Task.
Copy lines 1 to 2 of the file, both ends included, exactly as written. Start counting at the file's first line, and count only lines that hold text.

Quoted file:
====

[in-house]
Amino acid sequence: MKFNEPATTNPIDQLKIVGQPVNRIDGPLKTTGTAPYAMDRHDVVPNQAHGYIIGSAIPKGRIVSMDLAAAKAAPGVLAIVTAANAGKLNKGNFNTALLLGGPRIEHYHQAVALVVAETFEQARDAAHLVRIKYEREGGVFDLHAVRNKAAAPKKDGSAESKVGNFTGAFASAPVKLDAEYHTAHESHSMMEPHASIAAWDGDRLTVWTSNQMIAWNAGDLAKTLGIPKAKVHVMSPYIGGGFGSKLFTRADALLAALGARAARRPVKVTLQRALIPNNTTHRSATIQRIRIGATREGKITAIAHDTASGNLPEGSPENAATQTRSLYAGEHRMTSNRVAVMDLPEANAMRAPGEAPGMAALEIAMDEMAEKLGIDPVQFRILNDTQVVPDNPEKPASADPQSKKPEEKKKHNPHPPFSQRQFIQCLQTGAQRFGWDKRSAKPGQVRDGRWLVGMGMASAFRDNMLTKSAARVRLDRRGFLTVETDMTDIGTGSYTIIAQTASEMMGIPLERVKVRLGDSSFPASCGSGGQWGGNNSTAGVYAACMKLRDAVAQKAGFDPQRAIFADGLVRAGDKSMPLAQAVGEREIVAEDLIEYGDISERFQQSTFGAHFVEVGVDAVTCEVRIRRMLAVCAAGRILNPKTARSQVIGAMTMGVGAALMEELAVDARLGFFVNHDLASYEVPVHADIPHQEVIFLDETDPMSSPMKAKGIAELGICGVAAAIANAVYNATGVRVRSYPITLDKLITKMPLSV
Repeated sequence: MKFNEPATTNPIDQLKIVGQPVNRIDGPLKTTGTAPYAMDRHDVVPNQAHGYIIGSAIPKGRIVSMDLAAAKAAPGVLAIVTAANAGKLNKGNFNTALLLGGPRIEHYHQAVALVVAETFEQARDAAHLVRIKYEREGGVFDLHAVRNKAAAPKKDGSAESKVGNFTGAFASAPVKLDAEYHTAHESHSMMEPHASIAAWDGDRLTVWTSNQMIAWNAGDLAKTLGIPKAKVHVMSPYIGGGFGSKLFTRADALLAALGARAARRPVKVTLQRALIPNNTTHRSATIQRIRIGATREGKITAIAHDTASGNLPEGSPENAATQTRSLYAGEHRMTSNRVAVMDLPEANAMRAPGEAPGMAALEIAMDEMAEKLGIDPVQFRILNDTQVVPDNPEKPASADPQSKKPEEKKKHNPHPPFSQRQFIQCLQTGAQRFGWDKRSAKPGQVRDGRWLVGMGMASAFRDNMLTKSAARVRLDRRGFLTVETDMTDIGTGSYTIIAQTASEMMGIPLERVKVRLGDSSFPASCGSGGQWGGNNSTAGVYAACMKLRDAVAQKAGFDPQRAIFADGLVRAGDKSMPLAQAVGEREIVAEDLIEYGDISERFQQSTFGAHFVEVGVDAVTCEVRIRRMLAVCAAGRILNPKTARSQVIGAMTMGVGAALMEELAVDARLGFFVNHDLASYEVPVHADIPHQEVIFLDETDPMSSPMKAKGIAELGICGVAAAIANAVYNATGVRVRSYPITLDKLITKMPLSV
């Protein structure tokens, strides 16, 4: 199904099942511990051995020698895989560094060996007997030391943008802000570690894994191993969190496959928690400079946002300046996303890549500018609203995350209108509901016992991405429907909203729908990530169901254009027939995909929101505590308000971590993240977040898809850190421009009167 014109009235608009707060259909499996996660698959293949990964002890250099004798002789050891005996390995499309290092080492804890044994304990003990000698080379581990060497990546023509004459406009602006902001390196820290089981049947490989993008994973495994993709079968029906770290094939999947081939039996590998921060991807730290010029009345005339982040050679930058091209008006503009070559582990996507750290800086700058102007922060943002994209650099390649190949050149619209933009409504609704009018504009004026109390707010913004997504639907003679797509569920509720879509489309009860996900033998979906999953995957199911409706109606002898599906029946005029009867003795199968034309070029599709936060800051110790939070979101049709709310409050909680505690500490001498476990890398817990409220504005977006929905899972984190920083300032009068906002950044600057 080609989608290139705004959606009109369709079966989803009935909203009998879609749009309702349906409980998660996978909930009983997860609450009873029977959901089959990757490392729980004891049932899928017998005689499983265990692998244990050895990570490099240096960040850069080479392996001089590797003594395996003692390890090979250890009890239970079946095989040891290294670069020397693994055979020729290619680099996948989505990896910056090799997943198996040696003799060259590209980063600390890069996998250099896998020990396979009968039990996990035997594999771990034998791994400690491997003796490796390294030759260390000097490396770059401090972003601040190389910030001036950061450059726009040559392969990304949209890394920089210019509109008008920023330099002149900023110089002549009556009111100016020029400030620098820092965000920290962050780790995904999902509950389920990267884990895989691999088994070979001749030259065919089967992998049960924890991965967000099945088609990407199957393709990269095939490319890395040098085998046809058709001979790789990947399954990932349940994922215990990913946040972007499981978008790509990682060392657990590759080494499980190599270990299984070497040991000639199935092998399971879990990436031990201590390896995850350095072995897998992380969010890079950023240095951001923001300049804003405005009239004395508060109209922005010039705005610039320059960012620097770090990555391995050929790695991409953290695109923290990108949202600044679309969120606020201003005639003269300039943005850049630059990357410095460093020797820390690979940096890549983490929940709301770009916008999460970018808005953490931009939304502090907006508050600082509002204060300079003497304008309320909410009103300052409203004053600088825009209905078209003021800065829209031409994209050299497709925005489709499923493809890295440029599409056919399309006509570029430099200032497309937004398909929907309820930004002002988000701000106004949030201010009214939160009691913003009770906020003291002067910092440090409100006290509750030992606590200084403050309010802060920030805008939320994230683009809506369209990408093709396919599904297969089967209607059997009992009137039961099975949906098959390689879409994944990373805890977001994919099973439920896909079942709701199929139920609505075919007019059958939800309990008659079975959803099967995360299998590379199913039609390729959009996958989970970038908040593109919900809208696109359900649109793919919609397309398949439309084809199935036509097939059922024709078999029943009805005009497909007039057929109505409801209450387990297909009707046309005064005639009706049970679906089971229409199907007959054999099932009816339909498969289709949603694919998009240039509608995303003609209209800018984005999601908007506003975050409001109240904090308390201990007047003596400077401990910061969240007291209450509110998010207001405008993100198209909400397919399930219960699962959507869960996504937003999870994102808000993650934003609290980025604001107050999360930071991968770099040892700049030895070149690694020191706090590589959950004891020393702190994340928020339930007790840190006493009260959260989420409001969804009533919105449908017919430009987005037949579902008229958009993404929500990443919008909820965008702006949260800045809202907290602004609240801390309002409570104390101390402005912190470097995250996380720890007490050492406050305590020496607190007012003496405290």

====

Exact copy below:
[in-house]
Amino acid sequence: MKFNEPATTNPIDQLKIVGQPVNRIDGPLKTTGTAPYAMDRHDVVPNQAHGYIIGSAIPKGRIVSMDLAAAKAAPGVLAIVTAANAGKLNKGNFNTALLLGGPRIEHYHQAVALVVAETFEQARDAAHLVRIKYEREGGVFDLHAVRNKAAAPKKDGSAESKVGNFTGAFASAPVKLDAEYHTAHESHSMMEPHASIAAWDGDRLTVWTSNQMIAWNAGDLAKTLGIPKAKVHVMSPYIGGGFGSKLFTRADALLAALGARAARRPVKVTLQRALIPNNTTHRSATIQRIRIGATREGKITAIAHDTASGNLPEGSPENAATQTRSLYAGEHRMTSNRVAVMDLPEANAMRAPGEAPGMAALEIAMDEMAEKLGIDPVQFRILNDTQVVPDNPEKPASADPQSKKPEEKKKHNPHPPFSQRQFIQCLQTGAQRFGWDKRSAKPGQVRDGRWLVGMGMASAFRDNMLTKSAARVRLDRRGFLTVETDMTDIGTGSYTIIAQTASEMMGIPLERVKVRLGDSSFPASCGSGGQWGGNNSTAGVYAACMKLRDAVAQKAGFDPQRAIFADGLVRAGDKSMPLAQAVGEREIVAEDLIEYGDISERFQQSTFGAHFVEVGVDAVTCEVRIRRMLAVCAAGRILNPKTARSQVIGAMTMGVGAALMEELAVDARLGFFVNHDLASYEVPVHADIPHQEVIFLDETDPMSSPMKAKGIAELGICGVAAAIANAVYNATGVRVRSYPITLDKLITKMPLSV